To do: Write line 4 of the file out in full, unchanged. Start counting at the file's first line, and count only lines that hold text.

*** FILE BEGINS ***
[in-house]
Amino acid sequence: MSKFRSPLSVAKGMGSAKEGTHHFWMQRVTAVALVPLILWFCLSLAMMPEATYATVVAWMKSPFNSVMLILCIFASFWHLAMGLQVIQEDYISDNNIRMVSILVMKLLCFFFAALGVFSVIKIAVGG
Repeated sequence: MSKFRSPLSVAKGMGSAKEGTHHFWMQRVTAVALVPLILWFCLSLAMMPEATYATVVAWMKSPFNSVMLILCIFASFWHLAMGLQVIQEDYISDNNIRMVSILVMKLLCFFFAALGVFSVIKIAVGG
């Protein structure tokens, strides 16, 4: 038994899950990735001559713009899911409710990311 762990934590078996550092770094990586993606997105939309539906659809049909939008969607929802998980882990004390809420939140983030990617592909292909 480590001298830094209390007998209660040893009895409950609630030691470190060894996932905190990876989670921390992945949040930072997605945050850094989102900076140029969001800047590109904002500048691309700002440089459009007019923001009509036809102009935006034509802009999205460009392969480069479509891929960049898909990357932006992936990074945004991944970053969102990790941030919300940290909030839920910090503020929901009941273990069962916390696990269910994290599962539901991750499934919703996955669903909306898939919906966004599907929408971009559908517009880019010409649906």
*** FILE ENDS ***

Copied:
């Protein structure tokens, strides 16, 4: 038994899950990735001559713009899911409710990311 762990934590078996550092770094990586993606997105939309539906659809049909939008969607929802998980882990004390809420939140983030990617592909292909 480590001298830094209390007998209660040893009895409950609630030691470190060894996932905190990876989670921390992945949040930072997605945050850094989102900076140029969001800047590109904002500048691309700002440089459009007019923001009509036809102009935006034509802009999205460009392969480069479509891929960049898909990357932006992936990074945004991944970053969102990790941030919300940290909030839920910090503020929901009941273990069962916390696990269910994290599962539901991750499934919703996955669903909306898939919906966004599907929408971009559908517009880019010409649906």